As expected, Alex takes exception to my Braves.net column. (And JR did too, in the comments.) Alex actually says he didn’t read the column, so he could just let go with his emotions. He should have, because I address many of his points there. (He’s actually pretty familiar with my arguments, since we’ve argued about them before.) To summarize: Leibrandt was the best choice in 1991, since the Braves had no experienced relievers of any quality left; Jeff Reardon pitched quite well for the Braves in the regular season, and his playoff collapse could not have been anticipated; when he went to his closer in the eighth inning of Game Four in 1996, it backfired and he got a lot of abuse, but it’s exactly the same strategy Joe Torre has used and Mike Sciocia was praised for adopting after not doing in the Angels’ first game against the Yankees.
Where Alex sees rigidity, I see patience; patience is Bobby Cox’s greatest asset as a manager. And the thing is that in the long term the patient man will win out. Would any other manager have stuck with Kevin Millwood for so long if he had the number of options Bobby did? I thought that Kevin should move to the bullpen, and I know Alex agreed with me. But look what happened — because Bobby gave him a chance to straighten himself out. It’s not the best example because now he’s with the Dodgers, but Bobby was extraordinarily patient with Odalis Perez as well. I never thought Odalis would make it as a starter.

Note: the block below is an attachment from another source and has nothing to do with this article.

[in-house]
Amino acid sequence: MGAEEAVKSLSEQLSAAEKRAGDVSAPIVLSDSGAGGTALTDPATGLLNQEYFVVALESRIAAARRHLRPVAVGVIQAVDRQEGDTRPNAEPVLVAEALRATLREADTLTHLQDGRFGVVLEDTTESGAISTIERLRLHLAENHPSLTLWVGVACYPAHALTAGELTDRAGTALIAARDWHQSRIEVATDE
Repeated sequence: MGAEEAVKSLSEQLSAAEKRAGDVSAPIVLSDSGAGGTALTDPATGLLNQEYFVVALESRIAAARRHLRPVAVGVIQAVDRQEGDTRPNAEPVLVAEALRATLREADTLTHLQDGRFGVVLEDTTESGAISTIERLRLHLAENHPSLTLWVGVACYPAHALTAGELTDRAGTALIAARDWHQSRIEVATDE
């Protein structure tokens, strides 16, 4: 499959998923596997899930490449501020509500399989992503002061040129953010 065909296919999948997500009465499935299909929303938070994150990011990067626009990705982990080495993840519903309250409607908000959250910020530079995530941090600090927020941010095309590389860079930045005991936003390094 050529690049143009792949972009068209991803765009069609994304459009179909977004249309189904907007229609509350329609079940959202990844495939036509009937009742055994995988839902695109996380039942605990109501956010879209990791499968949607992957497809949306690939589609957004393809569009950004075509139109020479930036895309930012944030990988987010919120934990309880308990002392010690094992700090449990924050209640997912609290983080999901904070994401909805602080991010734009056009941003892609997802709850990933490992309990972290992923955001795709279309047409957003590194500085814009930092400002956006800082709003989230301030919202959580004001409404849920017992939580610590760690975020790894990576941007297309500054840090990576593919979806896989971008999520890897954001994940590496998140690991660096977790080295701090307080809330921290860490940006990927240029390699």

To address the further point that Bobby doesn’t give chances to young players, this is foolish and ignores the evidence. When Bobby has a young player with obvious talent, he’ll find a job for him. I compliled a long list of major leaguers who broke in under Bobby last season; it’s a very impressive list as well, and contains several players who will eventually make it into the Hall of Fame as well many all-stars.
However, Bobby will not risk using a young player he doesn’t think can handle a job; for instance, I think he’s certain Marcus Giles won’t be able to play second base in the major leagues. And I can’t say for certain that he’s wrong. And Bobby will prefer to go with a “proven veteran” who may be a bad player, but at least a bad player who will make routine plays, over the youngster who might be good or might screw up. I don’t agree with this decision, but on the other hand it’s the decision that almost every major league manager will make. I don’t think you can criticize Bobby for following the book.
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